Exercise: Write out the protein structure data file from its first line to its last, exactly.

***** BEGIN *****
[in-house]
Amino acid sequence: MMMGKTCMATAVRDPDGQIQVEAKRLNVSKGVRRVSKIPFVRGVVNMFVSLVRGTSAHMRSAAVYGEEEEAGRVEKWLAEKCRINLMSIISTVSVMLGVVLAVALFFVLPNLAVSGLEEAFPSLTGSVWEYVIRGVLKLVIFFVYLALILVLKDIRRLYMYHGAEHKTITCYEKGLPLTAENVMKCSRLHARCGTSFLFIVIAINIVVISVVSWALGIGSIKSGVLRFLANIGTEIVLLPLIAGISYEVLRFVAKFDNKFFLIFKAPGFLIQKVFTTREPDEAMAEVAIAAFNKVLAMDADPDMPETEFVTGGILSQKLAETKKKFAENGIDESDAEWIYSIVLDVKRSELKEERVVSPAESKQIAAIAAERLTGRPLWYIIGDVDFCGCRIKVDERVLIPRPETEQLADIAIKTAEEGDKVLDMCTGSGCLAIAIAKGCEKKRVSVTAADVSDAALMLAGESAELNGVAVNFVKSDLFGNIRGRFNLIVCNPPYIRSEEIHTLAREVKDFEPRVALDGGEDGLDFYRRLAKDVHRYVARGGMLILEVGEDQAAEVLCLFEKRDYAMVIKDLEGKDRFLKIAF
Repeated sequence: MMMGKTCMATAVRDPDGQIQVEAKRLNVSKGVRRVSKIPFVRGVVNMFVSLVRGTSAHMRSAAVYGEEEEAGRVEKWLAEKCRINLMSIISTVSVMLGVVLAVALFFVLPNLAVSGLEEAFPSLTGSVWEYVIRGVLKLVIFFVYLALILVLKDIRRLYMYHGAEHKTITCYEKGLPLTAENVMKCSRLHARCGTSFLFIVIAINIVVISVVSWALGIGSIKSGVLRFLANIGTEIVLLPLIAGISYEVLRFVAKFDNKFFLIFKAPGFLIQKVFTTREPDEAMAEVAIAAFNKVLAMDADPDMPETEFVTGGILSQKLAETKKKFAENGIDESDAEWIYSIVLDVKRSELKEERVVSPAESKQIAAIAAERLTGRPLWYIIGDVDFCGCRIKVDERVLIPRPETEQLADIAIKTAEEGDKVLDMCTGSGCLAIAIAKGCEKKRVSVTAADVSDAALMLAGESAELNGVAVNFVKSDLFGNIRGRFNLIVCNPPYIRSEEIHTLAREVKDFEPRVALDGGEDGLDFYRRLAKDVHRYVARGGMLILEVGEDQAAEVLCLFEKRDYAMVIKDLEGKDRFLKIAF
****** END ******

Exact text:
[in-house]
Amino acid sequence: MMMGKTCMATAVRDPDGQIQVEAKRLNVSKGVRRVSKIPFVRGVVNMFVSLVRGTSAHMRSAAVYGEEEEAGRVEKWLAEKCRINLMSIISTVSVMLGVVLAVALFFVLPNLAVSGLEEAFPSLTGSVWEYVIRGVLKLVIFFVYLALILVLKDIRRLYMYHGAEHKTITCYEKGLPLTAENVMKCSRLHARCGTSFLFIVIAINIVVISVVSWALGIGSIKSGVLRFLANIGTEIVLLPLIAGISYEVLRFVAKFDNKFFLIFKAPGFLIQKVFTTREPDEAMAEVAIAAFNKVLAMDADPDMPETEFVTGGILSQKLAETKKKFAENGIDESDAEWIYSIVLDVKRSELKEERVVSPAESKQIAAIAAERLTGRPLWYIIGDVDFCGCRIKVDERVLIPRPETEQLADIAIKTAEEGDKVLDMCTGSGCLAIAIAKGCEKKRVSVTAADVSDAALMLAGESAELNGVAVNFVKSDLFGNIRGRFNLIVCNPPYIRSEEIHTLAREVKDFEPRVALDGGEDGLDFYRRLAKDVHRYVARGGMLILEVGEDQAAEVLCLFEKRDYAMVIKDLEGKDRFLKIAF
Repeated sequence: MMMGKTCMATAVRDPDGQIQVEAKRLNVSKGVRRVSKIPFVRGVVNMFVSLVRGTSAHMRSAAVYGEEEEAGRVEKWLAEKCRINLMSIISTVSVMLGVVLAVALFFVLPNLAVSGLEEAFPSLTGSVWEYVIRGVLKLVIFFVYLALILVLKDIRRLYMYHGAEHKTITCYEKGLPLTAENVMKCSRLHARCGTSFLFIVIAINIVVISVVSWALGIGSIKSGVLRFLANIGTEIVLLPLIAGISYEVLRFVAKFDNKFFLIFKAPGFLIQKVFTTREPDEAMAEVAIAAFNKVLAMDADPDMPETEFVTGGILSQKLAETKKKFAENGIDESDAEWIYSIVLDVKRSELKEERVVSPAESKQIAAIAAERLTGRPLWYIIGDVDFCGCRIKVDERVLIPRPETEQLADIAIKTAEEGDKVLDMCTGSGCLAIAIAKGCEKKRVSVTAADVSDAALMLAGESAELNGVAVNFVKSDLFGNIRGRFNLIVCNPPYIRSEEIHTLAREVKDFEPRVALDGGEDGLDFYRRLAKDVHRYVARGGMLILEVGEDQAAEVLCLFEKRDYAMVIKDLEGKDRFLKIAF